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Charity annual reports and accounts – reading them through the right lens

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The impact of the COVID-19 pandemic is being felt in every walk of life and charities are no different.  How charities explain what it has been like for them is going to be an important feature of narrative and financial reporting for some time. 

For those reading the annual reports and accounts of charities that have been signed off during the pandemic or where the financial year included the pandemic, it will be vital to think about what that charity has been through and how the COVID-19 measures have affected it.  Users of the report and accounts may have some expectations of what has happened and these may or may not match up to the reality.

As a reader of the annual report accounts, if you take a moment to consider what has happened and how that may have impacted the operations of the charity, this will help you understand the information presented in the right context and avoid misunderstanding what some of the information might mean.  It is important to realise that given the impact of the pandemic the charity’s finances are unlikely to look similar or comparable to the previous years.

The best place to start is with the Trustees’ Annual Report.  This is where the charity tells their story of what’s happened during the financial year.  When unusual or unexpected events occur, the charity trustees should explain how these have affected the charity.  For example, you might expect to find explanations about:

  • how the pandemic has affected the operations and activities of the charity
  • the impact on the beneficiaries
  • how the finances of the charity have been affected
  • how governance arrangements were adapted to cope with the control measures
  • what happened to the charity’s staff and volunteers.

During the pandemic, many charities will experience financial challenges while coping with a surge in demand for their activities and services.  Other charities may not have been able to carry out their usual activities but will still have incurred costs.  Financial challenges may have occurred because the charity was not able to carry on its normal fundraising activities, or it was coming to the end of grant funding which couldn’t be renewed or because it did not have any reserves to draw on to help deliver activities.  It may be reasonable to expect to see:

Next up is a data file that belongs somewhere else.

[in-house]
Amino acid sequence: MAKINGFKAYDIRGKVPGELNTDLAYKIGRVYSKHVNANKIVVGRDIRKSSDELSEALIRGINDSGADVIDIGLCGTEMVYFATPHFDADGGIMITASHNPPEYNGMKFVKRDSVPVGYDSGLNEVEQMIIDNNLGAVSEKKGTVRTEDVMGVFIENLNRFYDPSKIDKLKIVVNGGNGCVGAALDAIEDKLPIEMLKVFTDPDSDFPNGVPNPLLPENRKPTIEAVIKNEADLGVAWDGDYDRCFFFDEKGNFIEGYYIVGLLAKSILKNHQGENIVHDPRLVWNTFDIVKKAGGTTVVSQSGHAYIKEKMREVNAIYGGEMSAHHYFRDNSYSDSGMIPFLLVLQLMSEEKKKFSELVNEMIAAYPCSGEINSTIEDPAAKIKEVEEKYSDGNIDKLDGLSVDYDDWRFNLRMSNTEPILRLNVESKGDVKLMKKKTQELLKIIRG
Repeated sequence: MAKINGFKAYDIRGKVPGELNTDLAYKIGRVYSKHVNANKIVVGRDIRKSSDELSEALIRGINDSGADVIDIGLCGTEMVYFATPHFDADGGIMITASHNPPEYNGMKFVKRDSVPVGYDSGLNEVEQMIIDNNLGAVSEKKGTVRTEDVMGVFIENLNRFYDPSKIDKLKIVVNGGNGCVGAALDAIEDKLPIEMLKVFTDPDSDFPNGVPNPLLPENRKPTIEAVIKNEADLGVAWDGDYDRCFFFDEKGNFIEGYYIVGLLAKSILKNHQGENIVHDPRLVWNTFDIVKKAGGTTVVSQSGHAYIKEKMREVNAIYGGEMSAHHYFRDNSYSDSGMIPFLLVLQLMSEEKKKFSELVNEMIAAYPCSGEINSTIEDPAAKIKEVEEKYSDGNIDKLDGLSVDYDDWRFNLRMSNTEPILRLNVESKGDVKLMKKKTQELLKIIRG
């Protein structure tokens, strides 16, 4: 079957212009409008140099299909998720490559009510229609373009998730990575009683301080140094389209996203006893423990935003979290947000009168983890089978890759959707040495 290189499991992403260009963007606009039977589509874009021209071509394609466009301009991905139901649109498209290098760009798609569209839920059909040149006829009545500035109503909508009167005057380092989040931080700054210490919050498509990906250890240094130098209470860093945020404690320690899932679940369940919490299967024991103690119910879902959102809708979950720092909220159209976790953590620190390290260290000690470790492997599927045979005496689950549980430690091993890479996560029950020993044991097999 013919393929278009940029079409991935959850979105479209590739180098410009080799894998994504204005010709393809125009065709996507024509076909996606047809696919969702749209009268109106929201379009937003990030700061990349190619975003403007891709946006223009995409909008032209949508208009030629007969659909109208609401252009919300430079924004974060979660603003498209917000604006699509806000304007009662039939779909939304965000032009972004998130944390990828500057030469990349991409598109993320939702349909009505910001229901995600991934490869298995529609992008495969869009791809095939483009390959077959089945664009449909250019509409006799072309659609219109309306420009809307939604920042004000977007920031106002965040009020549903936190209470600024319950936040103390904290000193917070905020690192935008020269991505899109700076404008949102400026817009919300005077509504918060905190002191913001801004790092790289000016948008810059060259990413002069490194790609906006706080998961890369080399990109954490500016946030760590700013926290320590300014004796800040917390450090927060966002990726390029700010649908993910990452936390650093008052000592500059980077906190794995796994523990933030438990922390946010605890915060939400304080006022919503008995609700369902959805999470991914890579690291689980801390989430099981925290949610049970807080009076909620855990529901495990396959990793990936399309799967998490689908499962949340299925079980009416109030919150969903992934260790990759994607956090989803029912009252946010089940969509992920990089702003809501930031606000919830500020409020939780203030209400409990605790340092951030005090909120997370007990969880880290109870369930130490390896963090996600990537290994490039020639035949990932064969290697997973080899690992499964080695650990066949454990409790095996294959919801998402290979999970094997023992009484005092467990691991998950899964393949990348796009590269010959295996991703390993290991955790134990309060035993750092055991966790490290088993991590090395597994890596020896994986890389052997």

• a significant decrease in the income received by the charity, which may or may not have a corresponding decrease in the amount spent by the charity
  • a large increase in the amount spent on charitable activities
  • reserves of the charity decreasing a lot as they are used to fund the charitable activities (meaning the net assets figure on the balance sheet for example would decrease)
  • changes in the value of any investments that the charity has as a result of changes in financial markets

More substantial changes to the accounts could also be needed due to the COVID-19 situation.  For example, where there is significant uncertainty about whether the charity will be able to continue, it may not be possible for the accounts to be prepared on a ‘going concern’ basis.  Instead, the accounts may have to be prepared on the basis that the charity will be winding up.  This may affect the valuation and treatment of some of the assets and liabilities the charity has.   

The accounts should explain the basis used to prepare them – usually in the accounting policies notes for accrued accounts.  For receipts and payments accounts, the impact would potentially be on the statement of balances where assets and liabilities are detailed and the values of these explained. 

The Trustees’ Annual Report may also explain any change to the basis on which the accounts have been prepared.   

So to summarise, when reading charity annual reports and accounts:

  • be aware of the challenges that the charity has experienced
  • do not expect the finances to look similar to the previous year
  • make sure to read the Trustees’ Annual Report to understand what has happened.

The impact of the pandemic on the finances and operations of many charities will not be confined to just one year and will be seen in annual reports and accounts for some time.  Good narrative explanations from charity trustees are key to helping readers understand the impact on the charity both now and in the future.